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Thursday, August 6, 2009

Some are born investment grade, some achieve investment grade, and some have investment “grade-ness” thrust upon them

Morgan Stanley’s recent repackaging of a downgraded Aaa CDO tranche into a new Aaa and a subordinated Baa2 tranche caused quite a stir and what we feel is perhaps an unwarranted outrage. See for example Morgan Stanley, Goldman Sachs Plan To Rebrand Failure As Success and Turning Junk Into Treasure.

Rather, we would argue, the form of these restructured credit ratings -- the very essense of structured finance itself -- if performed correctly will share the common success of Viola’s makeover in Shakespeare's Twelfth Night: each transformation, despite causing initial confusion, will ultimately benefit all parties involved and hurt none, even if at first they may not appear to have done so. (One could argue that poor Malvolio was "most notoriously abused" but, well, it was a comedy after all.)

When the rules of the game change, one must adapt to them. Nobody was injured by the repackaging. No damage was one. And, thankfully, de minimis non curat lex.

It remains a bane of our economy (and a systemic risk) that credit ratings are so deeply intertwined throughout its workings. Thus, there are many reasons, aside from pure regulatory capital arbitrage designs, that may drive an investor to restructure her downgraded tranche. For example:

Fund-level Minimum Rating Criterion
Funds or companies (e.g., mutual funds, insurance companies) may not – according to their investment criteria -- be allowed to hold the tranche at the downgraded rating.

Fund-level Minimum Average Rating Criterion
Funds or companies (e.g., certain fixed income funds, hedge funds) may have mandated weighted average rating thresholds for the entire fund or for certain sections of the fund which may be compromised if they maintain the downgraded security.

Absent the ability to restructure, either of these two criteria alone might encourage or even force the holder to sell her security - and in this illiquid environment, being a forced seller typically translates into suffering a substantial loss on selling. Thus, the ability to repackage potentially stops the investor having to realize a larger-than-necessary loss.

We believe we’re seeing a mixture of the above in the repackaging of the G Square Finance 2007-1 Ltd.’s A-1 tranche.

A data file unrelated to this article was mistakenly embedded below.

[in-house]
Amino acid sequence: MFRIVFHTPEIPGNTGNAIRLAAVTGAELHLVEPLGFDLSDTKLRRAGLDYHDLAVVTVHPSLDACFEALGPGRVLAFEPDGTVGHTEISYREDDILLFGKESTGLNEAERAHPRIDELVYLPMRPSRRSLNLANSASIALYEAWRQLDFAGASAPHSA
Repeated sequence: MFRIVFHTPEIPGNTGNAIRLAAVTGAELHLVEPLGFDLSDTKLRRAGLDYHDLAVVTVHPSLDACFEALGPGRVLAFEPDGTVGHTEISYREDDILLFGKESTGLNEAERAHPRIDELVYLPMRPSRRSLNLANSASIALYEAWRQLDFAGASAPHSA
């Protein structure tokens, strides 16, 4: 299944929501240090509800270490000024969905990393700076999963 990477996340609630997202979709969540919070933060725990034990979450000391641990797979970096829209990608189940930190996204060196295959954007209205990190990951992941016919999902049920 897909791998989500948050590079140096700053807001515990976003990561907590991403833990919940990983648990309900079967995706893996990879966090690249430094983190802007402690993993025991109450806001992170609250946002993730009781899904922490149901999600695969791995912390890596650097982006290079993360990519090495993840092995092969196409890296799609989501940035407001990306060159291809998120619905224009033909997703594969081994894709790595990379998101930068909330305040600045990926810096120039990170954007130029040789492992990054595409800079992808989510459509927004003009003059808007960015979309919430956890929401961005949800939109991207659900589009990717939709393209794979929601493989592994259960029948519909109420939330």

Back in March, we wrote about how this original Aaa tranche was repackaged into an investment grade tranche (23%) – rated BBB(low) by DBRS -- and a subordinated note (77%). See Regulatory Capital Arbitrage.

As G Square Finance 2007-1 Ltd. continued to suffer credit deterioration in its underlying portfolio, we fear the holder of the note realized that her newly-structured investment-grade tranche, too, may be downgraded to sub investment-grade status.

We suspect that the tranche holder’s fund documents entice her to maintain as much of her portfolio in investment-grade securities (for criteria limitations or regulatory capital purposes, or otherwise), encouraging her to return to DBRS to re-repackage her original A-1 tranche, again trying to achieve as much investment grade as possible out of this declining security. The new breakdown is investment grade tranche (14.89%) – rated BBB(low) by DBRS -- and the remainder is essentially a subordinated note (85.11%).



(While the original A1 tranche was rated by Moody’s and S&P, the repackaged tranche can be rated by whichever rating agency the investor chooses. In this case, the rating agencies are in the ignonomous position of having to compete, among others, on (1) fees charged, (2) quality of service provided, and (3) amount of subordination they require to achieve the investment-grade rating desired – the less subordination the better for the investor.)

In sum, neither Morgan Stanley's nor Viola's approach was exactly what we would call transparent (shout out for the PR department), for which both parties temporarily suffered, and though these repackagings don't immediately create a new source of supply they keep the markets alive and the holders breathing. CDOs are intended as and designed to be long-term par-value products after all, and so almost any institution or implementation that increases the owner's ability to hold them through the illiquid times, and hurts no other party, ought to be met with open arms.

The End


Postscript: Incidentally, G Square Finance 2006-1 Ltd.’s Class A-1 Notes have also been restructured, synthetically, to allow the senior note (38%) to retain an investment-grade rating -- again, BBB(low) by DBRS.

1 comment:

Erica Smith said...
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